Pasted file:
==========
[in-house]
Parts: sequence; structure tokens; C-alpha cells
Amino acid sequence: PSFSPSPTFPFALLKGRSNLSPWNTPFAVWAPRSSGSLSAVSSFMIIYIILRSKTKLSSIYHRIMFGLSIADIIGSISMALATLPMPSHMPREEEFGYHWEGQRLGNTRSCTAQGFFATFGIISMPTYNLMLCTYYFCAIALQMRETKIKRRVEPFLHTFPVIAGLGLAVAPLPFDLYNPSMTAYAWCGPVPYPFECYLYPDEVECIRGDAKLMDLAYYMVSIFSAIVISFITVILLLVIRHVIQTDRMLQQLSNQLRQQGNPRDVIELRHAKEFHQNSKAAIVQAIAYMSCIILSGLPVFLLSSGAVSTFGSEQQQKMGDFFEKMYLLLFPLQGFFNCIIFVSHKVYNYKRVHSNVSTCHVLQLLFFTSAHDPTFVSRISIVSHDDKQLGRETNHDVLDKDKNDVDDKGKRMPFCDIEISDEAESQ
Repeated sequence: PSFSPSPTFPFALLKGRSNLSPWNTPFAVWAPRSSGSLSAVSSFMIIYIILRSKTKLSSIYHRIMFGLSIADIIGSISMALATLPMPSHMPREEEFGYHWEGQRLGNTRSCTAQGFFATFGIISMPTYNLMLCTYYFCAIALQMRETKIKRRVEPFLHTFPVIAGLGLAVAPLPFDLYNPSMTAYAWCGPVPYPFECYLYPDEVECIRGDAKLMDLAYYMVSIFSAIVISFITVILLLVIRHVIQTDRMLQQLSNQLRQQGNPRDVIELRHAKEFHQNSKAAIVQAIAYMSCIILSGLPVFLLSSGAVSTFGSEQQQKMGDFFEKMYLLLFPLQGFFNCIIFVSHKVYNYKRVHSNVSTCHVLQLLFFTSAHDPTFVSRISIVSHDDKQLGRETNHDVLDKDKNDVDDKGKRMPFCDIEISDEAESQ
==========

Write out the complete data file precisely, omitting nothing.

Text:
[in-house]
Parts: sequence; structure tokens; C-alpha cells
Amino acid sequence: PSFSPSPTFPFALLKGRSNLSPWNTPFAVWAPRSSGSLSAVSSFMIIYIILRSKTKLSSIYHRIMFGLSIADIIGSISMALATLPMPSHMPREEEFGYHWEGQRLGNTRSCTAQGFFATFGIISMPTYNLMLCTYYFCAIALQMRETKIKRRVEPFLHTFPVIAGLGLAVAPLPFDLYNPSMTAYAWCGPVPYPFECYLYPDEVECIRGDAKLMDLAYYMVSIFSAIVISFITVILLLVIRHVIQTDRMLQQLSNQLRQQGNPRDVIELRHAKEFHQNSKAAIVQAIAYMSCIILSGLPVFLLSSGAVSTFGSEQQQKMGDFFEKMYLLLFPLQGFFNCIIFVSHKVYNYKRVHSNVSTCHVLQLLFFTSAHDPTFVSRISIVSHDDKQLGRETNHDVLDKDKNDVDDKGKRMPFCDIEISDEAESQ
Repeated sequence: PSFSPSPTFPFALLKGRSNLSPWNTPFAVWAPRSSGSLSAVSSFMIIYIILRSKTKLSSIYHRIMFGLSIADIIGSISMALATLPMPSHMPREEEFGYHWEGQRLGNTRSCTAQGFFATFGIISMPTYNLMLCTYYFCAIALQMRETKIKRRVEPFLHTFPVIAGLGLAVAPLPFDLYNPSMTAYAWCGPVPYPFECYLYPDEVECIRGDAKLMDLAYYMVSIFSAIVISFITVILLLVIRHVIQTDRMLQQLSNQLRQQGNPRDVIELRHAKEFHQNSKAAIVQAIAYMSCIILSGLPVFLLSSGAVSTFGSEQQQKMGDFFEKMYLLLFPLQGFFNCIIFVSHKVYNYKRVHSNVSTCHVLQLLFFTSAHDPTFVSRISIVSHDDKQLGRETNHDVLDKDKNDVDDKGKRMPFCDIEISDEAESQ